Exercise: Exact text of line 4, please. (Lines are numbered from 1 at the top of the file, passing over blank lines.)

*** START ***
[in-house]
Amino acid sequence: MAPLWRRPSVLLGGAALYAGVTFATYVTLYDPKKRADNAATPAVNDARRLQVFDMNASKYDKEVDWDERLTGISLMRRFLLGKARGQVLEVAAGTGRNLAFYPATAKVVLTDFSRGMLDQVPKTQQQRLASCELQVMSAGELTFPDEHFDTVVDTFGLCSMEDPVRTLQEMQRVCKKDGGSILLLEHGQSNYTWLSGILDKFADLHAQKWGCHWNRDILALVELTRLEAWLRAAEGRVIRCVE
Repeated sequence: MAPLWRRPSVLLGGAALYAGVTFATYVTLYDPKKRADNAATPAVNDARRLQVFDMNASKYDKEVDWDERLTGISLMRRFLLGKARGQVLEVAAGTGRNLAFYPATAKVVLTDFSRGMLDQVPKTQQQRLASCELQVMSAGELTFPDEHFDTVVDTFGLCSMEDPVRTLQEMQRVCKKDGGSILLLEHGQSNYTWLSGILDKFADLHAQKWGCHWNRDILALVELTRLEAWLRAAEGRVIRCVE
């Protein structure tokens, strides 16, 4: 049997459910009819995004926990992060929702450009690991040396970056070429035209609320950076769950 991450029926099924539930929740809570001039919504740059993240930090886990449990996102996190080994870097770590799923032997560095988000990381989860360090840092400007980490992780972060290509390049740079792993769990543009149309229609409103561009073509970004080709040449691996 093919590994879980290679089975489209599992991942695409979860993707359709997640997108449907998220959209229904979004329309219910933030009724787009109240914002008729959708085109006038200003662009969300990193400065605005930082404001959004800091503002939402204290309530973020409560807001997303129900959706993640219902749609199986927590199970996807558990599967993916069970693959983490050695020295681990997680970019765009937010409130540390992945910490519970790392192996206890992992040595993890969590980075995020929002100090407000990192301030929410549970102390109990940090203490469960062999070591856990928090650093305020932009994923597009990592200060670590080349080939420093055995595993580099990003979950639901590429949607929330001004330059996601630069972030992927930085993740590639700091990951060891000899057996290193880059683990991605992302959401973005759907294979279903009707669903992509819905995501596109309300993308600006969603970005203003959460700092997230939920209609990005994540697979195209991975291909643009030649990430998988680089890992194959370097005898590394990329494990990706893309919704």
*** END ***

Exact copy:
């Protein structure tokens, strides 16, 4: 049997459910009819995004926990992060929702450009690991040396970056070429035209609320950076769950 991450029926099924539930929740809570001039919504740059993240930090886990449990996102996190080994870097770590799923032997560095988000990381989860360090840092400007980490992780972060290509390049740079792993769990543009149309229609409103561009073509970004080709040449691996 093919590994879980290679089975489209599992991942695409979860993707359709997640997108449907998220959209229904979004329309219910933030009724787009109240914002008729959708085109006038200003662009969300990193400065605005930082404001959004800091503002939402204290309530973020409560807001997303129900959706993640219902749609199986927590199970996807558990599967993916069970693959983490050695020295681990997680970019765009937010409130540390992945910490519970790392192996206890992992040595993890969590980075995020929002100090407000990192301030929410549970102390109990940090203490469960062999070591856990928090650093305020932009994923597009990592200060670590080349080939420093055995595993580099990003979950639901590429949607929330001004330059996601630069972030992927930085993740590639700091990951060891000899057996290193880059683990991605992302959401973005759907294979279903009707669903992509819905995501596109309300993308600006969603970005203003959460700092997230939920209609990005994540697979195209991975291909643009030649990430998988680089890992194959370097005898590394990329494990990706893309919704």